On the field, blacks have been able to be super giants. But, once our playing days are over, this is the end of it and we go back to the back of the bus again. – Henry Aaron
Roman designer and architect Marcus Vitruvius Pollio wrote a book on architecture, which was reprinted 15 centuries later and inspired countless Renaissance artists and architects, including Leonardo da Vinci, who became intrigued by the relationship between man and earth and based much work on Vitruvian analogies. “All the arts and all the world’s rules are devised from a well-composed and proportioned human body,” wrote Francesco di Giorgio, who is not shown in this painting and who I won’t mention again. Leonardo’s notes on his Vitruvian Man drawing are, as usual, writted backwards (from right to left) not because he wanted to stump the reader, as is rumored – any jackass can read backwards – but because he was left-handed and he was tired of smearing ink around with his writing hand.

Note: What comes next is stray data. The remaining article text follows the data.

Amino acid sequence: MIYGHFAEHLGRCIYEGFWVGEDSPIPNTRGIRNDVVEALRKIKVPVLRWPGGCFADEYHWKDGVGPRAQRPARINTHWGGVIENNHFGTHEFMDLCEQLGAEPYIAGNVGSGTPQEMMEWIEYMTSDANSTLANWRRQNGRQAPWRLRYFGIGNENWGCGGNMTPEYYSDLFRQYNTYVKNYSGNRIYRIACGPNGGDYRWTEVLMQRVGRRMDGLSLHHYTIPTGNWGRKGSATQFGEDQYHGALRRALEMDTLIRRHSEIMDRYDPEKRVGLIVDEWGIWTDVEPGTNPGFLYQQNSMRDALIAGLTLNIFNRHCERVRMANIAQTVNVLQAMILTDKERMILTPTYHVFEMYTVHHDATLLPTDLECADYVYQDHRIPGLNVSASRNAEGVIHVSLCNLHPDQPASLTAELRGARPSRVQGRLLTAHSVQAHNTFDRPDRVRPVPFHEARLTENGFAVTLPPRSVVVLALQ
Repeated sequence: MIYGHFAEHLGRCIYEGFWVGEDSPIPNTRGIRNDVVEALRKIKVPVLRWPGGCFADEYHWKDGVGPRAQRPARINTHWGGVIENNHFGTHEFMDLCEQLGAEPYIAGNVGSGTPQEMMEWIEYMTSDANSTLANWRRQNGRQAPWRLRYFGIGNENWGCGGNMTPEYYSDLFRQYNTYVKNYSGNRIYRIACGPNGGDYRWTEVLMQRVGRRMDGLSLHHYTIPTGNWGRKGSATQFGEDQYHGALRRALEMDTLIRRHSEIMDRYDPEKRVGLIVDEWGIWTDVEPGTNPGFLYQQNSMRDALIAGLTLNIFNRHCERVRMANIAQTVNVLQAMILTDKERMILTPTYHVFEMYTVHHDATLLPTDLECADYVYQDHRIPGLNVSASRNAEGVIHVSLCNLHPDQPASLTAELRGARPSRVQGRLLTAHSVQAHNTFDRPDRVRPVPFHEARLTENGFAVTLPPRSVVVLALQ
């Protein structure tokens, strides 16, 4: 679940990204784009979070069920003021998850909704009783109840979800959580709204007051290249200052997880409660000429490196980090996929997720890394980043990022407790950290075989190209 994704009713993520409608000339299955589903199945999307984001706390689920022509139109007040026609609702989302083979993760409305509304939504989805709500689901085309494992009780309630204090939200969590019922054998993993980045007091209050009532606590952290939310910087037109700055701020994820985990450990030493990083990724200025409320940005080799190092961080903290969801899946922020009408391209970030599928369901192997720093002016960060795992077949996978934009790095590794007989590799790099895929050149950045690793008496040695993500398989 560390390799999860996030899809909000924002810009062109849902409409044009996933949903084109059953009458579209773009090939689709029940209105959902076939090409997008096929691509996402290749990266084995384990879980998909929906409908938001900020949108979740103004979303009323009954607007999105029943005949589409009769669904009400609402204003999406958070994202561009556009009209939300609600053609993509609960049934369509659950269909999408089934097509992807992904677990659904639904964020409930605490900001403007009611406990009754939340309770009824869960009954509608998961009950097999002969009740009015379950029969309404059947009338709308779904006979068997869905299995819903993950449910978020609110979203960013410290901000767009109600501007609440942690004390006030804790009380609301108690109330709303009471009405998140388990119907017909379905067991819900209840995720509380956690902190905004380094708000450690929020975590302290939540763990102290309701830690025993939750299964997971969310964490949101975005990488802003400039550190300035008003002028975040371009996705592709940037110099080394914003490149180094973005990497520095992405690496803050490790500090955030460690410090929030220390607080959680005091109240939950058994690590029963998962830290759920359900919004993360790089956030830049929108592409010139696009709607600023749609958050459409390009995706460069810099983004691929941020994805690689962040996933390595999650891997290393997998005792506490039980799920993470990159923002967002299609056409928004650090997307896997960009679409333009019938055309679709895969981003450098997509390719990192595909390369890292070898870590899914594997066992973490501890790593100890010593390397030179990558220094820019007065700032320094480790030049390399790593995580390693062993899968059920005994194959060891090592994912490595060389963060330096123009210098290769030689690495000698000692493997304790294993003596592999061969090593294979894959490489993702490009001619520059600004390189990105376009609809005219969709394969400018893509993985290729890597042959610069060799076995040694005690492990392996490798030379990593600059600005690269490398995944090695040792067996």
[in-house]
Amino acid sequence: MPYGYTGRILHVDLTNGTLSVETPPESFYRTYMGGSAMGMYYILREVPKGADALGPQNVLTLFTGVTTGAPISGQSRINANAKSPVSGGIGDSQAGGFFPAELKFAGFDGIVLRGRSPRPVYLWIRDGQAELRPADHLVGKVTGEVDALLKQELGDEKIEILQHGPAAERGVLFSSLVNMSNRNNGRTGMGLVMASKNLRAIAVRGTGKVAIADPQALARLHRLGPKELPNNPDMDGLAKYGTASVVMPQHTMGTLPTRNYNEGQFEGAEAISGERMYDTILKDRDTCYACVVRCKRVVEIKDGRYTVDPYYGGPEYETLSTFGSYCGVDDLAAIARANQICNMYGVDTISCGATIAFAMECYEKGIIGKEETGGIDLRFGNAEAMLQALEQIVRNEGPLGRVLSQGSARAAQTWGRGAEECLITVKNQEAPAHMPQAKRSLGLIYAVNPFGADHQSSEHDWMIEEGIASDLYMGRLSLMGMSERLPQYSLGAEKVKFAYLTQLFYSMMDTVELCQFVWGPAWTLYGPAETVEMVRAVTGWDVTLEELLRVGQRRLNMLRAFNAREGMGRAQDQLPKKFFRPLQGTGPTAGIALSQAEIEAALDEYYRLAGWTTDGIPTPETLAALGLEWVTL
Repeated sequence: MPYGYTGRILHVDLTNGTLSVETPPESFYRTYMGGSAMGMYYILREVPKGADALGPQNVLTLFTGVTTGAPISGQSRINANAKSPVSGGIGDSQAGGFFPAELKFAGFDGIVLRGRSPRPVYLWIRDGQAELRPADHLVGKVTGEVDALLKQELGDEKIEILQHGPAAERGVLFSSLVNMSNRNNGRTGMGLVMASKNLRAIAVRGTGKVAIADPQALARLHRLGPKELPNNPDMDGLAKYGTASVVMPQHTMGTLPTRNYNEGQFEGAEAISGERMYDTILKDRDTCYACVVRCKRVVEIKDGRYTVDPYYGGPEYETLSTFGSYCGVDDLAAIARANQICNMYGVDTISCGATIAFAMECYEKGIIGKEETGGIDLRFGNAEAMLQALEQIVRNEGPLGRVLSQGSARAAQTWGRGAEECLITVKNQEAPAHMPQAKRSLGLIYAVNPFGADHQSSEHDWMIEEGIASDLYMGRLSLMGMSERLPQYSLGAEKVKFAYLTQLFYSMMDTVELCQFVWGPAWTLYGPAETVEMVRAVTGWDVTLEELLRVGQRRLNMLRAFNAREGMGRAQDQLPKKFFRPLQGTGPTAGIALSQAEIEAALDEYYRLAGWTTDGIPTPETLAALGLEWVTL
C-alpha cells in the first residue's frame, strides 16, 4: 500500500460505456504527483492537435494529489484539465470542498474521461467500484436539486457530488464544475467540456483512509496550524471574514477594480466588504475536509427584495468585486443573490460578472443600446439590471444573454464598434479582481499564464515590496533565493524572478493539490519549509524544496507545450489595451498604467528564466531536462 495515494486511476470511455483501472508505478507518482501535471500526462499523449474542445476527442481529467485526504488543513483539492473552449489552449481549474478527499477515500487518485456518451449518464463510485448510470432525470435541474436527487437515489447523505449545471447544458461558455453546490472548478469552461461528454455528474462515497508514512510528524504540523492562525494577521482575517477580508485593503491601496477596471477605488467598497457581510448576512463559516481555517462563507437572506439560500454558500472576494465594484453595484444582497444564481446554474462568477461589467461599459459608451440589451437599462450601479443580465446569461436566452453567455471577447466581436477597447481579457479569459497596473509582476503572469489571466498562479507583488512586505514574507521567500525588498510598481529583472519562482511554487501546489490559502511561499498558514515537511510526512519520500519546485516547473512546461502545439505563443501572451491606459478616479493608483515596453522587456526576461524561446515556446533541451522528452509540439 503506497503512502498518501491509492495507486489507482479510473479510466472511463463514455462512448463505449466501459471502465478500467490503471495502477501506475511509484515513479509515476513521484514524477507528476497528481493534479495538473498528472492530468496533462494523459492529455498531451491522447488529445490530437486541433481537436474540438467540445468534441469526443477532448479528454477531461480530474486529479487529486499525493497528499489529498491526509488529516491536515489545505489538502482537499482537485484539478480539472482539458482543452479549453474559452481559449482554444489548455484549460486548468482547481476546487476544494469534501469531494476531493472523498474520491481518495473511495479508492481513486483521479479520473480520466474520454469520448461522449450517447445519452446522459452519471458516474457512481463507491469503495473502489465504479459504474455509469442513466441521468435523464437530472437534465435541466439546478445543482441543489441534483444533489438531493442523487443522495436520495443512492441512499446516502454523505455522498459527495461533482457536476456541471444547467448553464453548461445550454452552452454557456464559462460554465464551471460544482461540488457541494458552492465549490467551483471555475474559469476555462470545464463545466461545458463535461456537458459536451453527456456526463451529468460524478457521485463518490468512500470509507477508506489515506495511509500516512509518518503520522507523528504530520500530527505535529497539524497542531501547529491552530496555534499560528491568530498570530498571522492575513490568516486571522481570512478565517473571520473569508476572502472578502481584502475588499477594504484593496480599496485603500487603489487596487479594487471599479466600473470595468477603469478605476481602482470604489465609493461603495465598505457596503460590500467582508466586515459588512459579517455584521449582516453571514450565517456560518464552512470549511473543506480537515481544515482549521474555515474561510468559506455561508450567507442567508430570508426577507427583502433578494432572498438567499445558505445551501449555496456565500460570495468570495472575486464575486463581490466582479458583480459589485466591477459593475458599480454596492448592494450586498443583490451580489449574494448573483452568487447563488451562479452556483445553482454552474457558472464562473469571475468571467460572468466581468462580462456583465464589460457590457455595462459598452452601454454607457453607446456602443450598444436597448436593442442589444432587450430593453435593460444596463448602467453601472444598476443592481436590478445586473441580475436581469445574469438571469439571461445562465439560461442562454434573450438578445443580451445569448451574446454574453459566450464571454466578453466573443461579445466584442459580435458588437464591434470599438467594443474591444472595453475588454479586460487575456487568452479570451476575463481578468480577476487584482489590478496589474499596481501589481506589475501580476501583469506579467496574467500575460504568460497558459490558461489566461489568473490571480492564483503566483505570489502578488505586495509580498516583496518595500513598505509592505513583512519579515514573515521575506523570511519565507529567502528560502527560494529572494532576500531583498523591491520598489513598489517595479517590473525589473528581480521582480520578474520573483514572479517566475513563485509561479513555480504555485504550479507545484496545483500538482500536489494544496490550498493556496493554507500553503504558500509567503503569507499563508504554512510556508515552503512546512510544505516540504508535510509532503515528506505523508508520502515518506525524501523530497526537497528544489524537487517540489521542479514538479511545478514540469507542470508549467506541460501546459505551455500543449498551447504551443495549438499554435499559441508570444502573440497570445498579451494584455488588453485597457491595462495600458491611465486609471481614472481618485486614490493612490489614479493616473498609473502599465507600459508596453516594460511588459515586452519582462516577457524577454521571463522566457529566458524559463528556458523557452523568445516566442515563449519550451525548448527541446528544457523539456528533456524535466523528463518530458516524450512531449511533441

Henry Aaron was right-handed, and was arguably the best hitter of that persuasion in Big League history. He was the Negro League’s greatest product who made the Majors. He began his pro career in 1951 at the age of 17, with the Indianapolis Clowns. They weren’t exactly clowns, although they would ham it up some to draw fans. They had a midget on the roster and an excellent female 2nd-basewoman named Toni Stone. Within a few years Aaron had followed the tracks of the Northern Migration to Milwaukee, where he played outfield for the Braves, only to move South again when they became the Atlanta Braves. He continued to work his magic and make baseball history there despite receiving something like 20,000 death threats a day. (That might be an exaggeration.) But here he is, playing the part of Leonardo da Vinci’s perfect man, taking his hacks in front of Georgia’s famous landmark, Stone Mountain, shown here before it was disfigured with bas relief sculpture of the Marx Brothers. Base relief, more accurately.